Rosemary: anticancer properties discovered

Present in all Italian kitchens for the aromatic notes released by its twigs, used to give that extra touch to meat, fish and vegetables, rosemary, which has long been at the center of some studies for the beneficial activities demonstrated by some of its components, sees today also confirm important anticancer properties.

The rosemary it’s a officinal plant which grows in large bushes and features beautiful lilac flowers. This aromatic herb is rich in beneficial properties for the body. Has a toning effect, improves the circulation and slow downaging.

Beneficial properties of rosemary

The rosemary stimulates the circulation and contrast i free radicals, going to slow down thecellular aging. It has function healing, improves the health of hair. Improve the breathing, promotes memory and has a positive effect on mood. New research found another as well beneficial property of this aromatic herb.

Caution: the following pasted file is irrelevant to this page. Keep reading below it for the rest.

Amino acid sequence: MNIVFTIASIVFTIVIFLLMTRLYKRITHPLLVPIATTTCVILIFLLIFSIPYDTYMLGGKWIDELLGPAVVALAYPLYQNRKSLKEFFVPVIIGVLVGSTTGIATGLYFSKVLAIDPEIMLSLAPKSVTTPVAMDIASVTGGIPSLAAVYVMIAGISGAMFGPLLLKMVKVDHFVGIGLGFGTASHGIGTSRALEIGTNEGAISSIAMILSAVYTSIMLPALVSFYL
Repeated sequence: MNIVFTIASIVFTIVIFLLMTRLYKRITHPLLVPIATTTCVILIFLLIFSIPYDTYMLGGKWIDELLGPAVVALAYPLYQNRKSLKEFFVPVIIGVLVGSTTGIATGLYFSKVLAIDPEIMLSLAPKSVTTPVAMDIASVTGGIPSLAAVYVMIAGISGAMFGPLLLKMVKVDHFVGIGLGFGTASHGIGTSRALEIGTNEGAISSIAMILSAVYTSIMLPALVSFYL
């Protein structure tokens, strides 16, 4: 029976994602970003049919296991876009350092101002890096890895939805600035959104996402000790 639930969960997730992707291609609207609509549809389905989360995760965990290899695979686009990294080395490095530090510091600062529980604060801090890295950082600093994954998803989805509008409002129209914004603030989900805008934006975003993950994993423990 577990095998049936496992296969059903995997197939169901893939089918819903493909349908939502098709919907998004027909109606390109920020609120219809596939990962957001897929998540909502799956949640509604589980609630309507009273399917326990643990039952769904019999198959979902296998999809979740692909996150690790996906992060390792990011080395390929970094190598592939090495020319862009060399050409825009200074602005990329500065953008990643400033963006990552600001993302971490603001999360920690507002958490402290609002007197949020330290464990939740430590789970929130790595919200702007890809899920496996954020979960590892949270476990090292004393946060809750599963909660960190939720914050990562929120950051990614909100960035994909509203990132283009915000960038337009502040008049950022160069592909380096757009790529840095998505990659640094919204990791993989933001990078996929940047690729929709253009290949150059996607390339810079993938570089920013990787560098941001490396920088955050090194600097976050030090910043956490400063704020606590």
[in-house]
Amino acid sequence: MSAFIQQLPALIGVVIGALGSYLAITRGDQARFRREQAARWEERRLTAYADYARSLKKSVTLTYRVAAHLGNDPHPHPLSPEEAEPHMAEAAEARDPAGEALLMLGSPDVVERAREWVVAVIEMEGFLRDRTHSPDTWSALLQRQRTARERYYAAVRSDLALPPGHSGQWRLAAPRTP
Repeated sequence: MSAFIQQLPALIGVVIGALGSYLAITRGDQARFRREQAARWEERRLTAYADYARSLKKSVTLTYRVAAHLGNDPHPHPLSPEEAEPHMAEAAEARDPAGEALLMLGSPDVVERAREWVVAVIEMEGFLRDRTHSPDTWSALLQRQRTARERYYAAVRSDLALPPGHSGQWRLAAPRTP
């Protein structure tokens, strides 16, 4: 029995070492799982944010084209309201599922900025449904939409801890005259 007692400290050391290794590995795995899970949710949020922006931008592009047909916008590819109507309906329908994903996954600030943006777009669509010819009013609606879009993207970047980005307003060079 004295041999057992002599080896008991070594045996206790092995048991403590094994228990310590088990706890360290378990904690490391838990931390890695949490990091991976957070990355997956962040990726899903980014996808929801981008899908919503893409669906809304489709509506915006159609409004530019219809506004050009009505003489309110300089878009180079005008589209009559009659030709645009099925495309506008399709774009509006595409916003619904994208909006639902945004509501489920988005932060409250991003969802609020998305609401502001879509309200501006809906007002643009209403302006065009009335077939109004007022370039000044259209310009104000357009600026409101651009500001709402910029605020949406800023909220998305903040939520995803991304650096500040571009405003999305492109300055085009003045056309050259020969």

Rosemary to fight cancer cells

The first to verify its effects on cancer cells in culture of glioblastoma multiforme, between brain tumors more aggressive and with an average survival among the lowest, are the researchers of the Pharmacy Department of the University of Pisa, in particular of the biochemistry group of Professor Claudia Martini in collaboration with that of Phytochemistry of Professor Alessandra Braca.

Read also: The fennel diet: properties and benefits

Thanks to the study, just published on the prestigious scientific magazine The International Journal of Biochemistry & Cell Biology, experts noted as some of the components of the plant can be used as adjuvants in traditional anticancer therapies. Especially the fleshy only, present as well as in the rosemary, also in other spices used by Mediterranean diet which the salvia.

How carnosol works

His business would be able to reactivate the proteina p53, a tumor suppressor considered one of the most important factors for the control of development and of progression of the disease, which is inactive in 50% of human cancers.

The discovery is of great significance because, as Chiara Giacomelli (first author of the study) stated:

“It can open to the study of molecules with an important and concrete impact on a nutraceutical and pharmaceutical level”.

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